I don’t think I’m the first to feel like the United States is in a cold civil war. It feels like we are so at odds with each other that the relationships are irreparable. This conflict is being encouraged through the behavior of our “leaders” in order to hold on to their positions and enrich themselves. Meanwhile the behind-the-scenes power structure is controlled by corporations and ultra-rich donors.
Growing up I was taught a deep respect for this country and its institutions. Continuing to maintain that respect for the institutions of today very much feels like disrespecting those same institutions of yesterday. Though I understand that perhaps none of these epiphanies are new; perhaps these conflicts and power dynamics have existed in some way, shape, or form for most of American history.
Still, the dynamics of today, and my understanding of them, sure makes the Gettysburg Address hit different from when I last read it a year ago. (Emphasis below is mine.)
Four score and seven years ago our fathers brought forth on this continent, a new nation, conceived in Liberty, and dedicated to the proposition that all men are created equal.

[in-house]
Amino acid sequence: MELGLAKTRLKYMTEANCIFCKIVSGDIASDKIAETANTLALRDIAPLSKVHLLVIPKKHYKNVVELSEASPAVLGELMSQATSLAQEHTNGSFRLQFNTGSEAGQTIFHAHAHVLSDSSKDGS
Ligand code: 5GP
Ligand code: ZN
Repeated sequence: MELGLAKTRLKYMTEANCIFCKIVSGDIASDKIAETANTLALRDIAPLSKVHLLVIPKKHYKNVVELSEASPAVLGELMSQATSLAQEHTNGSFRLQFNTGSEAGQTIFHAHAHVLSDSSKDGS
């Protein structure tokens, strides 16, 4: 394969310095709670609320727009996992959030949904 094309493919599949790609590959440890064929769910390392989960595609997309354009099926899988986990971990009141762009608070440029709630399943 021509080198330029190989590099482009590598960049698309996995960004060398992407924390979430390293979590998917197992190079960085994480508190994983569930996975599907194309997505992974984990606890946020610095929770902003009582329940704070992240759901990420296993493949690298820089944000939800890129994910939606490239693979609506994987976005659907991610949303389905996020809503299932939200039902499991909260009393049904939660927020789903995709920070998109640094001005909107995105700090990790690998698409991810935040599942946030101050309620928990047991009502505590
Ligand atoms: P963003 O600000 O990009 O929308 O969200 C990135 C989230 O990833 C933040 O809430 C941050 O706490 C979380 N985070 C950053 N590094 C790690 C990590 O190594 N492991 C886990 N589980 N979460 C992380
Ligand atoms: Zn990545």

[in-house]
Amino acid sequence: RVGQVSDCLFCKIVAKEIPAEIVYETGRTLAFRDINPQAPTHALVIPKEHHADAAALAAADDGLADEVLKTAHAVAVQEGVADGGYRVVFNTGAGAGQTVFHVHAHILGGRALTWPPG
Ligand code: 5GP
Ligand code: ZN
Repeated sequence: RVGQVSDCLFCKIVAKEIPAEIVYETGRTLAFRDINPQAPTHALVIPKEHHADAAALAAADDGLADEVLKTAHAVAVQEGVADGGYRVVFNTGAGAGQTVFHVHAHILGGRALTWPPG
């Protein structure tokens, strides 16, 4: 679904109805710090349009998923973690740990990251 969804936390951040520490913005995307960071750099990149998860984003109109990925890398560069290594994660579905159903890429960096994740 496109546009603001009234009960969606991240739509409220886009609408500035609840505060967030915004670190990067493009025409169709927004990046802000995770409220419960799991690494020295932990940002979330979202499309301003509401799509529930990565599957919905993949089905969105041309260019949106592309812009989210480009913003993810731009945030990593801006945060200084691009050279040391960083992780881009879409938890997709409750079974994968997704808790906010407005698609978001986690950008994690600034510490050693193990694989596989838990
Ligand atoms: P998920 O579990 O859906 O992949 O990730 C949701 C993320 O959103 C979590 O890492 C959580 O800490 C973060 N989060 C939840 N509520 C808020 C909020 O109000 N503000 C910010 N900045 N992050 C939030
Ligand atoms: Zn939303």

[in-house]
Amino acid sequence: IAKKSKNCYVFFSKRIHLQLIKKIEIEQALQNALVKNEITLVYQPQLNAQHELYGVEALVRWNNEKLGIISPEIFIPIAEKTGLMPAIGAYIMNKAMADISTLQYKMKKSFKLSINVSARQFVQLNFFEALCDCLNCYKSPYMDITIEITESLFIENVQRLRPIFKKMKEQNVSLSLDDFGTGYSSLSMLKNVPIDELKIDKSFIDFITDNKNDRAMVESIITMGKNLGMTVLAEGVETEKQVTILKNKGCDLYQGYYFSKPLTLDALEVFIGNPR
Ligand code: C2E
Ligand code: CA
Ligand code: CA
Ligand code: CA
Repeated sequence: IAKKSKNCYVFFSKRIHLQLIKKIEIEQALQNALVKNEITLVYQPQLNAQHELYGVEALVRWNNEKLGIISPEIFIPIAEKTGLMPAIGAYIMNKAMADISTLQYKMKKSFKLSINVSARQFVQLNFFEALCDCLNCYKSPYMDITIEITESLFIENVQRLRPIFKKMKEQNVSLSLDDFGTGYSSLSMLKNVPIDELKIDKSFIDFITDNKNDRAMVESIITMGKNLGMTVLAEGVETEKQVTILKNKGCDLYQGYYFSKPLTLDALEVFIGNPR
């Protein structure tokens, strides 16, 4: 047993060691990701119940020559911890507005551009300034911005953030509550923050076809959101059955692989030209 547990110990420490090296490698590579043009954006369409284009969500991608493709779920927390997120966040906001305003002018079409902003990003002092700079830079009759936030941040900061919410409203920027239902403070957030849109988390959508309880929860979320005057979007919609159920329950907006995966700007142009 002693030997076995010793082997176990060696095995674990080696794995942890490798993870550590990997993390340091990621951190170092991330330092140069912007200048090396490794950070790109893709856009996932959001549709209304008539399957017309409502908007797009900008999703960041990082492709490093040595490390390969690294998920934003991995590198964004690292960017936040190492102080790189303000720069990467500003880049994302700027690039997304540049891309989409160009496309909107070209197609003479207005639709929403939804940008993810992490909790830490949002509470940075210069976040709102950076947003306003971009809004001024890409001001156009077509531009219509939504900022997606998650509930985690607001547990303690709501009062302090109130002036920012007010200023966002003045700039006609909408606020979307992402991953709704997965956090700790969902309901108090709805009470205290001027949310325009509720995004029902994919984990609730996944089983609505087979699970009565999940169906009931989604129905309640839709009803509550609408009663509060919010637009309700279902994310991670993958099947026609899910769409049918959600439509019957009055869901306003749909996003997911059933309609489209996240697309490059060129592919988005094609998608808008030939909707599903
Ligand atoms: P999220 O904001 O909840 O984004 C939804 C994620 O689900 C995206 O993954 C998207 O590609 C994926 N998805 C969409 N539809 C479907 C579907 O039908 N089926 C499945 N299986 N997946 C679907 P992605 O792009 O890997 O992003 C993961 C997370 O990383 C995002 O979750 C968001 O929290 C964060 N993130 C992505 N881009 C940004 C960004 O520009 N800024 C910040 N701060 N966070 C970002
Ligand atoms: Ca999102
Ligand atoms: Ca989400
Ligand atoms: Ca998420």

Now we are engaged in a great civil war, testing whether that nation, or any nation so conceived and so dedicated, can long endure. We are met on a great battle-field of that war. We have come to dedicate a portion of that field, as a final resting place for those who here gave their lives that that nation might live. It is altogether fitting and proper that we should do this.
But, in a larger sense, we can not dedicate—we can not consecrate—we can not hallow—this ground. The brave men, living and dead, who struggled here, have consecrated it, far above our poor power to add or detract. The world will little note, nor long remember what we say here, but it can never forget what they did here. It is for us the living, rather, to be dedicated here to the unfinished work which they who fought here have thus far so nobly advanced. It is rather for us to be here dedicated to the great task remaining before us—that from these honored dead we take increased devotion to that cause for which they gave the last full measure of devotion—that we here highly resolve that these dead shall not have died in vain—that this nation, under God, shall have a new birth of freedom—and that government of the people, by the people, for the people, shall not perish from the earth.